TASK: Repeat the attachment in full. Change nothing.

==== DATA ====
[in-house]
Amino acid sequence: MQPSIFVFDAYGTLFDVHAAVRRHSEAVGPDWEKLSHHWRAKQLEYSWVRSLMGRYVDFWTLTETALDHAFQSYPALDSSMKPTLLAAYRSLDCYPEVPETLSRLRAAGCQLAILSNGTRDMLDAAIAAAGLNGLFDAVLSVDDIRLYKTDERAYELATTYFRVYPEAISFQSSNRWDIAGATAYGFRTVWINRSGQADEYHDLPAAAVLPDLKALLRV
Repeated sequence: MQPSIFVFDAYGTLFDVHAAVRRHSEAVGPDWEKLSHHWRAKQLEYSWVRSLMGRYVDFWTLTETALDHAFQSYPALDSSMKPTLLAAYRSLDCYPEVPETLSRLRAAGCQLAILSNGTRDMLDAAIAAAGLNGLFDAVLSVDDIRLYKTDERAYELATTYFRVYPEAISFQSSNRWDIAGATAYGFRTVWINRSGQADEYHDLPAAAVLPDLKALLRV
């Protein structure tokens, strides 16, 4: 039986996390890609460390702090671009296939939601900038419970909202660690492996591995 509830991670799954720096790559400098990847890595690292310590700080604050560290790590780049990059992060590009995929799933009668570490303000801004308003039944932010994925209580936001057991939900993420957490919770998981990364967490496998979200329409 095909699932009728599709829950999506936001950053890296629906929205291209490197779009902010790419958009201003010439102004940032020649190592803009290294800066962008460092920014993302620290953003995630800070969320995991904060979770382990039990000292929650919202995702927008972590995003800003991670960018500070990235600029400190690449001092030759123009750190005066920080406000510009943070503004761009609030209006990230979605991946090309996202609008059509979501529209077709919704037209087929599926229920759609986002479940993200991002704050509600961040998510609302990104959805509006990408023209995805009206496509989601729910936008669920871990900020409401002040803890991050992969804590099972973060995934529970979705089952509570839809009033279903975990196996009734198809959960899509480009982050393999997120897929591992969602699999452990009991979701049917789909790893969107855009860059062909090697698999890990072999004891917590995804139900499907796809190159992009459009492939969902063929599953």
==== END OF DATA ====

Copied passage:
[in-house]
Amino acid sequence: MQPSIFVFDAYGTLFDVHAAVRRHSEAVGPDWEKLSHHWRAKQLEYSWVRSLMGRYVDFWTLTETALDHAFQSYPALDSSMKPTLLAAYRSLDCYPEVPETLSRLRAAGCQLAILSNGTRDMLDAAIAAAGLNGLFDAVLSVDDIRLYKTDERAYELATTYFRVYPEAISFQSSNRWDIAGATAYGFRTVWINRSGQADEYHDLPAAAVLPDLKALLRV
Repeated sequence: MQPSIFVFDAYGTLFDVHAAVRRHSEAVGPDWEKLSHHWRAKQLEYSWVRSLMGRYVDFWTLTETALDHAFQSYPALDSSMKPTLLAAYRSLDCYPEVPETLSRLRAAGCQLAILSNGTRDMLDAAIAAAGLNGLFDAVLSVDDIRLYKTDERAYELATTYFRVYPEAISFQSSNRWDIAGATAYGFRTVWINRSGQADEYHDLPAAAVLPDLKALLRV
């Protein structure tokens, strides 16, 4: 039986996390890609460390702090671009296939939601900038419970909202660690492996591995 509830991670799954720096790559400098990847890595690292310590700080604050560290790590780049990059992060590009995929799933009668570490303000801004308003039944932010994925209580936001057991939900993420957490919770998981990364967490496998979200329409 095909699932009728599709829950999506936001950053890296629906929205291209490197779009902010790419958009201003010439102004940032020649190592803009290294800066962008460092920014993302620290953003995630800070969320995991904060979770382990039990000292929650919202995702927008972590995003800003991670960018500070990235600029400190690449001092030759123009750190005066920080406000510009943070503004761009609030209006990230979605991946090309996202609008059509979501529209077709919704037209087929599926229920759609986002479940993200991002704050509600961040998510609302990104959805509006990408023209995805009206496509989601729910936008669920871990900020409401002040803890991050992969804590099972973060995934529970979705089952509570839809009033279903975990196996009734198809959960899509480009982050393999997120897929591992969602699999452990009991979701049917789909790893969107855009860059062909090697698999890990072999004891917590995804139900499907796809190159992009459009492939969902063929599953």